By Danny Dicks
(Below is the executive summary from this analyst report from Innovation Observatory. LogNet Systems and our MaxBill solution are highlighted in this analyst for our focus on smart grid billing. To download this analyst report, please click here.)
The Smart Grid will require change to billing IT infrastructure to enable utilities and other energy providers to deal with specific challenges. Some of the change is absolutely necessary (for instance, ensuring that billing systems can scale to new volumes of data and more frequent meter reading, and deal with management and rating of new mandatory tariffs) and some of it is discretionary (support for new services that utilities and other electricity retailers may choose to offer – such as electric vehicle roaming).
The smart grid billing challenges can be addressed in different ways, and each company will choose to do things differently. Decisions on billing system change – for instance, whether to go for a “big bang” or an “adjunct system” approach, will be taken in the light of the company’s competitive market position, and its existing IT infrastructure.
In the last couple of years, much smart grid investment has been meters, and much billing-related investment has been in data-collection and management (Meter Data Management, MDM) rather than in the charging, billing and customer care. MDMS companies like eMeter have achieved success by offering systems that utilities understand and which are closely tied to the big capex item – the smart meter rollout. Contracts for sophisticated billing systems able to support innovative smart-grid-enabled new services have been relatively thin on the ground – at least with established utilities that are undertaking the biggest and most far-reaching smart grid investments.
Nonetheless, contracts for highly capable billing systems are starting to point the way towards increased opportunities for billing system vendors. For instance, LogNet Systems’ contract with First Utility suggests that new entrants into the electricity retail market, unencumbered by legacy IT infrastructure, can make billing system decisions based on choosing the best system for the new requirements of electricity supply retailing in the smart grid era. Convergys’s February 2012 framework deal with E.ON IT suggests increasing acceptance by large utilities that there is a place for new providers with capable systems.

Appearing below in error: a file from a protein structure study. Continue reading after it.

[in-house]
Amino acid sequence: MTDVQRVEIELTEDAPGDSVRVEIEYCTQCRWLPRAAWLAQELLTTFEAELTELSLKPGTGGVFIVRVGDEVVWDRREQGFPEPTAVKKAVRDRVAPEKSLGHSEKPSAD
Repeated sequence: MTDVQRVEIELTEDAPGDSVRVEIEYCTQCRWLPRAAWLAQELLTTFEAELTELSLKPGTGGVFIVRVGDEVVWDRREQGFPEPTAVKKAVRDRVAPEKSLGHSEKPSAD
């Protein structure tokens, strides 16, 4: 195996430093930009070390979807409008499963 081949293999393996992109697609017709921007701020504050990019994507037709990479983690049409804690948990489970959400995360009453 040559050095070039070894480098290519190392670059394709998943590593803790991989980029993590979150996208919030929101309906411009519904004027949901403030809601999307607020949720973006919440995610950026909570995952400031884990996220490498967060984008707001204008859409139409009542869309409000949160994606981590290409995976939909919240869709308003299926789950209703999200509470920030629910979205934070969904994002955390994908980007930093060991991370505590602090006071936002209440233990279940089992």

Four types of supplier are competing for the smart grid billing system market: established enterprise IT system vendors with a very large footprint in the utility space; MDMS vendors whose systems can offer rating and charging; billing system vendors with a telecoms background; and new entrant vendors that have built billing system for smart grids from the ground up.
We estimate that there is a market for smart grid billing systems worth USD440 million in capex in 2012, rising to USD1200 million in 2016. Of this, we estimate that some 15% of it is available to new providers of billing systems, rather than existing utility market suppliers. Maintenance and upgrade revenues increase the size of the potential market.
Utilities should install systems that will enable them not only to cope with the immediate challenges of rating and charging based on smart meter data and introducing simple time-of-use (TOU) tariffs, but will also provide them with a long-term strategic tool to realise operational efficiencies, create innovative services, and improve customer care. Utilities should invest in systems that have sufficient flexibility to cater for their uncertain or unknown future needs, and can be adapted to new challenges without expensive customisation. They should consider such investments strategically, taking into account not just the short-term requirements to meet regulators’ requirements relating to smart meter deployment and tariff evolution, but also the medium- and longer-term revenue and customer service opportunities that such billing systems can support.
To download this analyst report, please click here.